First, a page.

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The search is still on for retired judges, preferably expatriates from the Papua New Guinea high court, to head the Commission of Inquiry (COI) into the controversial Manumanu land deal in Central Province.
The announcement that a national inquiry into the anomalies surrounding the purchase of land at Manumanu by Kumul Consolidated Holdings (KCH) and the Department of Defence, was made on February 6 earlier in the year by Prime Minister Peter O’Neill.
Now three weeks into the fold, the Government has yet to find a viable state inquirer.
Member for Kairuku Hiri Peter Isoaimo urged the Government last Friday to “speed up the Commission of Inquiry” as he said the people of Kairuku were owed an explanation and an apology.
The Prime Minister announced soon after Public Enterprise and State Investment Minister William Duma and Defence Minister Dr Fabian Pok voluntarily relinquished their portfolios that the investigation would not take more than eight weeks, yet three weeks into the frey, the Kairuku people and the rest of PNG are still waiting on a worthy candidate to take up the COI reins.
Although a few candidates have been considered, the Government remains unconvinced that they are the right persons for the job.
Speaking to Post-Courier, even the former chief justice Sir Arnold Amet put his hands up to lead the inquiry but the Government remained hopeful of one who would not be "politically biased."
Furthermore, the Prime Minister’s Office denied that Sir Arnold was ever a candidate to head the Manumanu inquiry.
The Government is believed to have approached two expatriate judges on the possibility of heading the inquiry but is yet to give a definitive announcement on who it will be and when the official national inquiry will commence.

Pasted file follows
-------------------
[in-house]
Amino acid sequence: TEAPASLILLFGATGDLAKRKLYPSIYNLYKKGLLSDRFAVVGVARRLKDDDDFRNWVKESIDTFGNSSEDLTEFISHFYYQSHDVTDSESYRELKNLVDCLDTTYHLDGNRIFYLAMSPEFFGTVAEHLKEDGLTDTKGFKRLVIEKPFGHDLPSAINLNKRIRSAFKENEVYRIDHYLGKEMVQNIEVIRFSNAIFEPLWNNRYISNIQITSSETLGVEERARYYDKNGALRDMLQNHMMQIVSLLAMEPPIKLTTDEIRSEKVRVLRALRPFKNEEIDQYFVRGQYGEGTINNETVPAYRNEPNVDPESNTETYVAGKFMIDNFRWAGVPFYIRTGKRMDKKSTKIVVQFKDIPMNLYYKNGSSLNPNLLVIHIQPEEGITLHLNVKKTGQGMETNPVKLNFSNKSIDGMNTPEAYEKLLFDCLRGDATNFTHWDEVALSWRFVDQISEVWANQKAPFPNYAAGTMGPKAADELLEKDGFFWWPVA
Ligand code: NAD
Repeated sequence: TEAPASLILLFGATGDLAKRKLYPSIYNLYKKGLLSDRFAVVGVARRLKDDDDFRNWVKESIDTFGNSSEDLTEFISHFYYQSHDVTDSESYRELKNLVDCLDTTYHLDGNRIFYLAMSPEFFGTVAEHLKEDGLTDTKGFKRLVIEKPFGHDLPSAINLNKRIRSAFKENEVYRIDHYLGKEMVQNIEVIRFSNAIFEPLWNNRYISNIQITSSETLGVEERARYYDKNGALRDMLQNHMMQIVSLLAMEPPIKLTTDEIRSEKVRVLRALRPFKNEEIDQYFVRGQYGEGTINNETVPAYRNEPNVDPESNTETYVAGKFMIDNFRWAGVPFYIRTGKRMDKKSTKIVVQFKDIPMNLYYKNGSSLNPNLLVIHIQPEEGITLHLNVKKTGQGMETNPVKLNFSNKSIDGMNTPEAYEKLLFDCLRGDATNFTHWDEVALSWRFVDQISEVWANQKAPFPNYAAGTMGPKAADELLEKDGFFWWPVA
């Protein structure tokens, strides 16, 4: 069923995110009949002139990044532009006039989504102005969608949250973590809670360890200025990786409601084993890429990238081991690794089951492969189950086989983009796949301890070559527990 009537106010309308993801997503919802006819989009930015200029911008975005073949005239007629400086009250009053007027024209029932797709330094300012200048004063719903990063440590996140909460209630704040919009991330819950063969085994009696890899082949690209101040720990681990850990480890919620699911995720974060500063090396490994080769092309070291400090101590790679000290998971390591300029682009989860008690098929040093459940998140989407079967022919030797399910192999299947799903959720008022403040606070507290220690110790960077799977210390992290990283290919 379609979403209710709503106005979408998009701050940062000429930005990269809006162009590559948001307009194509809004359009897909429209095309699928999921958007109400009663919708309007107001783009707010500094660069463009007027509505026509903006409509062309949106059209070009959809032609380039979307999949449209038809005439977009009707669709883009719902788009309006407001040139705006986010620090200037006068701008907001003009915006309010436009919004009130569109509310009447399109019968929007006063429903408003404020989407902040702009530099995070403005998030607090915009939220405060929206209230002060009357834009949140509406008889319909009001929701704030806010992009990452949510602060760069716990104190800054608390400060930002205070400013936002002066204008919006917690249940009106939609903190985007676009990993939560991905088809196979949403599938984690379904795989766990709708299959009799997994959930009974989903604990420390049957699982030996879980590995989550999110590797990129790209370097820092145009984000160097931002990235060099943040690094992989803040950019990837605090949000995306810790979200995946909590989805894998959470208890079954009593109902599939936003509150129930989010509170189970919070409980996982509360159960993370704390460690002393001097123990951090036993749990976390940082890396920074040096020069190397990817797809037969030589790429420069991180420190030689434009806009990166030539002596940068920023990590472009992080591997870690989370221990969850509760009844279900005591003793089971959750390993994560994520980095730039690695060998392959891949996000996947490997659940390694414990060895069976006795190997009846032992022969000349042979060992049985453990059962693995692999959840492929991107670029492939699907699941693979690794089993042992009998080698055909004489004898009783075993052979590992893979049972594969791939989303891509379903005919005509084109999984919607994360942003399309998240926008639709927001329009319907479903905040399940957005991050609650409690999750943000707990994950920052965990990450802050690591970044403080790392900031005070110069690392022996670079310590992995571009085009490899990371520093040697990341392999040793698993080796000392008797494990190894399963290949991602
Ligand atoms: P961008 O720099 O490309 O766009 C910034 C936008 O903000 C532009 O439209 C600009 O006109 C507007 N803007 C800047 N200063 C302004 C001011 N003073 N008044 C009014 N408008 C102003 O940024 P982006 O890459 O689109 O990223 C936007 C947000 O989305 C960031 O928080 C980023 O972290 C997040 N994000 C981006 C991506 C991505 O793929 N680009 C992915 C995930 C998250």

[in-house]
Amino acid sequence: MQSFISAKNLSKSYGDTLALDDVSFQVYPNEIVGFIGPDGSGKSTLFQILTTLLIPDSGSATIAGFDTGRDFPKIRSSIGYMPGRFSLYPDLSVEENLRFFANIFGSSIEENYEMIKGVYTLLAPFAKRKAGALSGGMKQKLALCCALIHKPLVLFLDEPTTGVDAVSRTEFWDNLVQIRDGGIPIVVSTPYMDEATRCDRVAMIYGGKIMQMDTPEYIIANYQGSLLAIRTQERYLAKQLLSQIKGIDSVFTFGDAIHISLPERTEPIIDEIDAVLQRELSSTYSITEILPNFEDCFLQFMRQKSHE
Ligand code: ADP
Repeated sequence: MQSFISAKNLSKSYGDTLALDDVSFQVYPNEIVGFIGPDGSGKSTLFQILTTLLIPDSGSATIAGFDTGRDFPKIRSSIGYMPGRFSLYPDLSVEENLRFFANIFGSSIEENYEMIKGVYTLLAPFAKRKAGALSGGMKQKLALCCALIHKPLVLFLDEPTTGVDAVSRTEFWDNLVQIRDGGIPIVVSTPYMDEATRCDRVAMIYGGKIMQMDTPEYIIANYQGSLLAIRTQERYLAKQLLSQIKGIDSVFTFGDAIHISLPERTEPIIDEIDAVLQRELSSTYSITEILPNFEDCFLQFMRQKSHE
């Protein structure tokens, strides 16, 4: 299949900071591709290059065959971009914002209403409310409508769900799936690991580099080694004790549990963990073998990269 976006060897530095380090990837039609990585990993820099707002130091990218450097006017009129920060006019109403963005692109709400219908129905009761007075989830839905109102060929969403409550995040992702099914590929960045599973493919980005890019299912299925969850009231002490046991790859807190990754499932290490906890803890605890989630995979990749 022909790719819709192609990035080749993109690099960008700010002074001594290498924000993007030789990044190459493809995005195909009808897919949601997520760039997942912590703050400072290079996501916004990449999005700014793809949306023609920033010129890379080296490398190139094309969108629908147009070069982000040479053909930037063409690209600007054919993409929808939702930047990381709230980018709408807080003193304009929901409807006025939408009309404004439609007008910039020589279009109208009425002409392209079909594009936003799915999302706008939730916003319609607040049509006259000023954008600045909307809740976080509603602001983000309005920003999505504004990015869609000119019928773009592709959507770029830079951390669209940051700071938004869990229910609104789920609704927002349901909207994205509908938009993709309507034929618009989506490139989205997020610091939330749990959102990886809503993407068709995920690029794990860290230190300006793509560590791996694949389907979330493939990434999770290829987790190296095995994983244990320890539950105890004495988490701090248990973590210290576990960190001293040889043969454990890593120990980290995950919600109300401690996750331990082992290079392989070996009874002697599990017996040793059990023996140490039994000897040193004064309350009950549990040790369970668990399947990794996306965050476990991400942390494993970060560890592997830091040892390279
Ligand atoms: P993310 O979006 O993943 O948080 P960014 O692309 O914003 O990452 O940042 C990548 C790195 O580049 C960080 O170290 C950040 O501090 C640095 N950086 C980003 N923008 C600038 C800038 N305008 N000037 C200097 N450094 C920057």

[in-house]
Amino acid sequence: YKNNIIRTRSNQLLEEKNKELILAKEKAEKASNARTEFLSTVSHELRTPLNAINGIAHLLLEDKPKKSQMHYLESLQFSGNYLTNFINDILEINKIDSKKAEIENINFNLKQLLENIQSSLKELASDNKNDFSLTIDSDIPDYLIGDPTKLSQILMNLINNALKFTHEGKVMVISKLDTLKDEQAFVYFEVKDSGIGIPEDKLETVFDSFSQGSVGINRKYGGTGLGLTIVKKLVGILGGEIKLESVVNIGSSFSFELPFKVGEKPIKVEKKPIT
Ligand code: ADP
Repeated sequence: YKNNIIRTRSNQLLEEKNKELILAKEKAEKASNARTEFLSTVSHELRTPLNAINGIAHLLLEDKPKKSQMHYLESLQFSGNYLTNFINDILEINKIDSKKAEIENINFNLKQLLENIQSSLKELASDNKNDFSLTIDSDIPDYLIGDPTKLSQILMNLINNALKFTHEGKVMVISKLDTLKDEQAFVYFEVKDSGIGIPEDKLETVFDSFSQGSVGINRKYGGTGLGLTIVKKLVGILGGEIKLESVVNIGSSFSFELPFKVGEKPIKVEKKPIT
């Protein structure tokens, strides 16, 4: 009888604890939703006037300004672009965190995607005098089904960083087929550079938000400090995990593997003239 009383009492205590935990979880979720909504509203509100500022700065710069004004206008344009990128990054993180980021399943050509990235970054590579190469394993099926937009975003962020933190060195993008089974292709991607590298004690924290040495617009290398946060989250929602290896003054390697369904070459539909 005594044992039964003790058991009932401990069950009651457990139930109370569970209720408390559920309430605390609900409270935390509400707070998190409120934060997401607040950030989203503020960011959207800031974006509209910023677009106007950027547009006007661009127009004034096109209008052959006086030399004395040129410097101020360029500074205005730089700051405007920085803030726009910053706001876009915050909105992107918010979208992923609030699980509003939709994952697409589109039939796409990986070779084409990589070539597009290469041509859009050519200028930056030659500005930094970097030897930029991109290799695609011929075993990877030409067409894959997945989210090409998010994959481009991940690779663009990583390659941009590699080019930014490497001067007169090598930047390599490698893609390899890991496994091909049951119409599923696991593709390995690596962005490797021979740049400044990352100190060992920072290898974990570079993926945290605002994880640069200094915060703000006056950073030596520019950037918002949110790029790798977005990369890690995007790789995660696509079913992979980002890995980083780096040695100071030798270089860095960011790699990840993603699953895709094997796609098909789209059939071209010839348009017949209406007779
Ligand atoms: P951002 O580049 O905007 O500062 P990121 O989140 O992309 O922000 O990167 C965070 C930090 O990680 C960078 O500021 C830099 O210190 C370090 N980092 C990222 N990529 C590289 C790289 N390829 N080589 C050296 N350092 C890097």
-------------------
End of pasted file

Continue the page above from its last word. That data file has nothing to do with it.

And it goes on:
The Commission of Inquiry will probe the alleged purchase of portion 406 in Manumanu at a cost of K46 million by Kumul Consolidated Holdings (KCH) and the purchase of portions 422 for K7.2 million (US$2.2 million) and 423 for K9.2 million (US$2.8 million) by the Department of Defence.
Allegations that heavily involve senior managers and Ministers of state departments, two of which as mentioned earlier, were sidelined to allow the pending investigation to eventuate.
At the same time, the matter was referred to Police Commissioner Gari Baki for consideration by the National Fraud Squad, and the Ombudsman Commission for potential breaches of the Leadership Code.
The Ombudsman Commission confirmed receiving a complaint by the Opposition Members of Parliament concerning allegations of the illegal acquisition of customary land for the relocation of the Port Moresby-based PNG Defence Force barracks and the naval base.
Police Commissioner Baki said the fraud squad team investigating the land deal was ready to issue warrants to check offices and officers involved and retrieve the original ownership file for the land and that all that remains is to officially commence the COI.
SOURCE: POST COURIER/PACNEWS
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